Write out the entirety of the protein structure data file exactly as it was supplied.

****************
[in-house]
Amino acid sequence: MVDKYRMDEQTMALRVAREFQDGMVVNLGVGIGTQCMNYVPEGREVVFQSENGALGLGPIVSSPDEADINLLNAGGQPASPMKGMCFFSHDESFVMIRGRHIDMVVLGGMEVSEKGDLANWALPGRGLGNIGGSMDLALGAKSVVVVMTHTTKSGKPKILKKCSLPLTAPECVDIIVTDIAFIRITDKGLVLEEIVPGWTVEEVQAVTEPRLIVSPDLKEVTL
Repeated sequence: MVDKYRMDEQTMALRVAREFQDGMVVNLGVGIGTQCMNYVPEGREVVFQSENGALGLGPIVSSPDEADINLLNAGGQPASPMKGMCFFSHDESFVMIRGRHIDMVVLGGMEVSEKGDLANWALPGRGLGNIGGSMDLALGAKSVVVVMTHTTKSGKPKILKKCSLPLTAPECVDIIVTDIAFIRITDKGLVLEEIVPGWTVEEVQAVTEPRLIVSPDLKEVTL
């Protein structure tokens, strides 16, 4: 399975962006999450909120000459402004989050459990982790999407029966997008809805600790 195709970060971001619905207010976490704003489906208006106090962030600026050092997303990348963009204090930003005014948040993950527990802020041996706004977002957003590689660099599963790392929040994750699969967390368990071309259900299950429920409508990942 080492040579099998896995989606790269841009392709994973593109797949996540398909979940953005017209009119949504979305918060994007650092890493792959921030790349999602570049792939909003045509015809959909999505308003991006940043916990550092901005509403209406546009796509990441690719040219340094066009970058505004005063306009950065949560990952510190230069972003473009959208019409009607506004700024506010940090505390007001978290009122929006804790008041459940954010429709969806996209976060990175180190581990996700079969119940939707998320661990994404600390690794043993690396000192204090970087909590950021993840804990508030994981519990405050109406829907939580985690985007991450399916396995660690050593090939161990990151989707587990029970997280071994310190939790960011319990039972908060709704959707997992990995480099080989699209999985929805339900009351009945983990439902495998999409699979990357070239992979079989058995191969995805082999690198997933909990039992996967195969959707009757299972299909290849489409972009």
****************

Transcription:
[in-house]
Amino acid sequence: MVDKYRMDEQTMALRVAREFQDGMVVNLGVGIGTQCMNYVPEGREVVFQSENGALGLGPIVSSPDEADINLLNAGGQPASPMKGMCFFSHDESFVMIRGRHIDMVVLGGMEVSEKGDLANWALPGRGLGNIGGSMDLALGAKSVVVVMTHTTKSGKPKILKKCSLPLTAPECVDIIVTDIAFIRITDKGLVLEEIVPGWTVEEVQAVTEPRLIVSPDLKEVTL
Repeated sequence: MVDKYRMDEQTMALRVAREFQDGMVVNLGVGIGTQCMNYVPEGREVVFQSENGALGLGPIVSSPDEADINLLNAGGQPASPMKGMCFFSHDESFVMIRGRHIDMVVLGGMEVSEKGDLANWALPGRGLGNIGGSMDLALGAKSVVVVMTHTTKSGKPKILKKCSLPLTAPECVDIIVTDIAFIRITDKGLVLEEIVPGWTVEEVQAVTEPRLIVSPDLKEVTL
């Protein structure tokens, strides 16, 4: 399975962006999450909120000459402004989050459990982790999407029966997008809805600790 195709970060971001619905207010976490704003489906208006106090962030600026050092997303990348963009204090930003005014948040993950527990802020041996706004977002957003590689660099599963790392929040994750699969967390368990071309259900299950429920409508990942 080492040579099998896995989606790269841009392709994973593109797949996540398909979940953005017209009119949504979305918060994007650092890493792959921030790349999602570049792939909003045509015809959909999505308003991006940043916990550092901005509403209406546009796509990441690719040219340094066009970058505004005063306009950065949560990952510190230069972003473009959208019409009607506004700024506010940090505390007001978290009122929006804790008041459940954010429709969806996209976060990175180190581990996700079969119940939707998320661990994404600390690794043993690396000192204090970087909590950021993840804990508030994981519990405050109406829907939580985690985007991450399916396995660690050593090939161990990151989707587990029970997280071994310190939790960011319990039972908060709704959707997992990995480099080989699209999985929805339900009351009945983990439902495998999409699979990357070239992979079989058995191969995805082999690198997933909990039992996967195969959707009757299972299909290849489409972009």